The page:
Table 4

HFI spectral response effective frequenciesa for the band-average, and sub-band-average, spectra (see also Table 3).

Table 5

HFI flux density to brightness temperature unit conversion coefficientsa.

Table 6

Example HFI unit conversion and colour correction coefficients for the band-average and sub-band-average spectra.

Table 7

Planet colour correction coefficients for the HFI band-average and sub-band-average spectra.

Table 8

Various dTCMB to ySZ unit conversion coefficients used to validate the ground-based HFI spectral response measurements with sky-based SZ results.

All Figures

thumbnail Fig. 1

Band-average spectral transmission for each of the HFI frequency channels.

Open with DEXTER
In the text
thumbnail Fig. 2

Sample bolometer spectra from HFI 100 GHz detector 1a (the HFI detector naming scheme is discussed in Sect. 2.3). The black dots represent data from individual spectra while the coloured solid line represents the average of approximately 100 individual spectra.

Open with DEXTER
In the text
thumbnail Fig. 3

HFI detector spectral S/N for the scan-averaged HFI detector spectra prior to taking the ratio with the scan-averaged reference spectra. Also shown is the S/N for the scan-averaged reference bolometer spectra over the same spectral region.

Open with DEXTER
In the text
thumbnail Fig. 4

Example ratioed spectrum (black), filter spectrum (red), waveguide model (blue), and final output spectral response (violet) for HFI 100 GHz detector 1a. The transition frequencies are shown by the vertical dashed lines. While the in-band spectral response is determined by the ratioed spectrum, the out-of-band transmission is determined by the waveguide model and filter data.

Open with DEXTER
In the text
thumbnail Fig. 5

Detector spectral transmission profiles for the HFI 100 GHz detectors. Plot a) shows the in-band region on a linear vertical scale with plot b) showing a wider spectral region on a logarithmic vertical scale. The inset within plot b) shows the same spectra over the full spectral range available with the same units as the main plot for all axes. The same conventions hold for Figs. 610.

Open with DEXTER
In the text
thumbnail Fig. 6

Detector spectral transmission profiles for the HFI 143 GHz detectors.

Open with DEXTER
In the text
thumbnail Fig. 7

Detector spectral transmission profiles for the HFI 217 GHz detectors.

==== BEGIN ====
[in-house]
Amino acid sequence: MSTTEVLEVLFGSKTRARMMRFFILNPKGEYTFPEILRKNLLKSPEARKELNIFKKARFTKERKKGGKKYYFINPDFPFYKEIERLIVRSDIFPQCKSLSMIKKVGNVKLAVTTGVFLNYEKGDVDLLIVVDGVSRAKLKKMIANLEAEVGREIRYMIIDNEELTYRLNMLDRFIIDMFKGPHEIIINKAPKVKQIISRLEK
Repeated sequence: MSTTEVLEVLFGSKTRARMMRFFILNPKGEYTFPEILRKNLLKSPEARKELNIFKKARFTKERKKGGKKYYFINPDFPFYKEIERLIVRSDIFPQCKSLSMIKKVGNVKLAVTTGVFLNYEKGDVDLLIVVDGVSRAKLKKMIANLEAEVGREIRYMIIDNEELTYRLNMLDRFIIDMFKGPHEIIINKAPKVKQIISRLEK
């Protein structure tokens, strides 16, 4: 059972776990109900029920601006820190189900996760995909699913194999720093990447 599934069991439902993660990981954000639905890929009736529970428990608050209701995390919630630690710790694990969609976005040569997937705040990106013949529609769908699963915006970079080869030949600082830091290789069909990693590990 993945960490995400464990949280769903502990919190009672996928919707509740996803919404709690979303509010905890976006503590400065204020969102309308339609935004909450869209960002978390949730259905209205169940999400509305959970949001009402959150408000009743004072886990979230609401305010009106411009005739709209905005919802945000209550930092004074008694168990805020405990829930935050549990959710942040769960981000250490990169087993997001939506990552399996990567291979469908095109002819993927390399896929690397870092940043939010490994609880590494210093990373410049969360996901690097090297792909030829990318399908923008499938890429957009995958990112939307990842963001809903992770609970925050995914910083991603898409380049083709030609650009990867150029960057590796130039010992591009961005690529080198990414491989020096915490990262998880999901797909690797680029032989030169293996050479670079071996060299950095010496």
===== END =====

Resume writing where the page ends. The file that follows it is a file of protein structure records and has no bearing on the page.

Open with DEXTER
In the text
thumbnail Fig. 8

Detector spectral transmission profiles for the HFI 353 GHz detectors.

Open with DEXTER
In the text
thumbnail Fig. 9

Detector spectral transmission profiles for the HFI 545 GHz detectors.

Open with DEXTER
In the text
thumbnail Fig. 10

Detector spectral transmission profiles for the HFI 857 GHz detectors.

Open with DEXTER
In the text
thumbnail Fig. 11

Detector relative contribution weight factor maps in Galactic coordinates for the 857 GHz detectors, i.e., wm,i as defined in Eq. (6). The left half represent the nominal survey a), c), e), and g), while the right half represent the survey 1 subset of the data (b), d), f), and h)). Data corresponding to detectors 1 through 4 are grouped in rows, i.e., 857-1 is illustrated in a), b), and 857-2,-3, and -4 are found in c), d), e), f), and g), h), respectively. The grey shaded regions indicate where there was no sky coverage.

Open with DEXTER
In the text
thumbnail Fig. 12

Histograms of the wm,i band-average spectra scaling factors. Values are shown for 100 GHz a) and 857 GHz b) detectors, including the full, nominal, and individual surveys (some are omitted for clarity). The vertical bars represent the resultant weight factor both with and without the Planck sky coverage and hit-maps taken into consideration.

Open with DEXTER
In the text
thumbnail Fig. 13

Colour correction coefficients for varying spectral index for the HFI band-average spectra. Similar data for individual detectors and DetSet subsets are available in Planck Collaboration (2013).

Open with DEXTER
In the text
thumbnail Fig. 14

Product of the HFI band-average spectra, τ(ν), with the CMB dipole spectral profile, i.e., (Eq. (8)) shown using solid curves. The nominal spectra are shown as dotted curves for reference.

Open with DEXTER
In the text
thumbnail Fig. 15

Product of the band-average spectra with an example dust spectrum (Td =18 K, βd =1.5, Eq. (27)) shown using solid curves. The nominal spectra are shown as dotted curves for reference.

Open with DEXTER
In the text
thumbnail Fig. 16

Variation of combined unit conversion and colour correction with a hypothetical systematic spectral error as described in the text. The slope range ∈ [− 2 %,2 %] corresponds to the value of the linear error at the νc ± 15% band edges. The horizontal dotted lines represent the nominal uncertainty (nom.) corresponding to the 0% slope case.

Open with DEXTER
In the text
thumbnail Fig. 17

353 GHz band-average dust unit conversion and colour correction coefficient maps. The maps show the deviation of the coefficient about the median. The medians in each case are 278.970 a), 278.960 b), and 278.970 c) MJy sr-1 K.

Open with DEXTER
In the text
thumbnail Fig. 18

Spectrum of the diffuse zodiacal cloud in the ecliptic plane. The solid (blue) curve represents the spectrum assuming uniform cloud emissivity of unity. The dashed (red) line shows the expected λ-2 reduced emissivity proportionality for frequencies below 2 THz (i.e., wavelengths longer than 150 μm).

Open with DEXTER
In the text
thumbnail Fig. 19

Comparison of the relative spectral transmission at the CO transition frequency with the relative CO unit conversion coefficient (see Eq. (36)) for the 100 a), 217 b), and 353 c) GHz bands. Each plot shows a uniform normalization (diamonds) where each detector coefficient contributes to the mean equally, a weighted normalization (squares) where the normalization is detector noise weighted, and a reference line to demonstrate deviations of the data points from a perfect one-to-one correlation.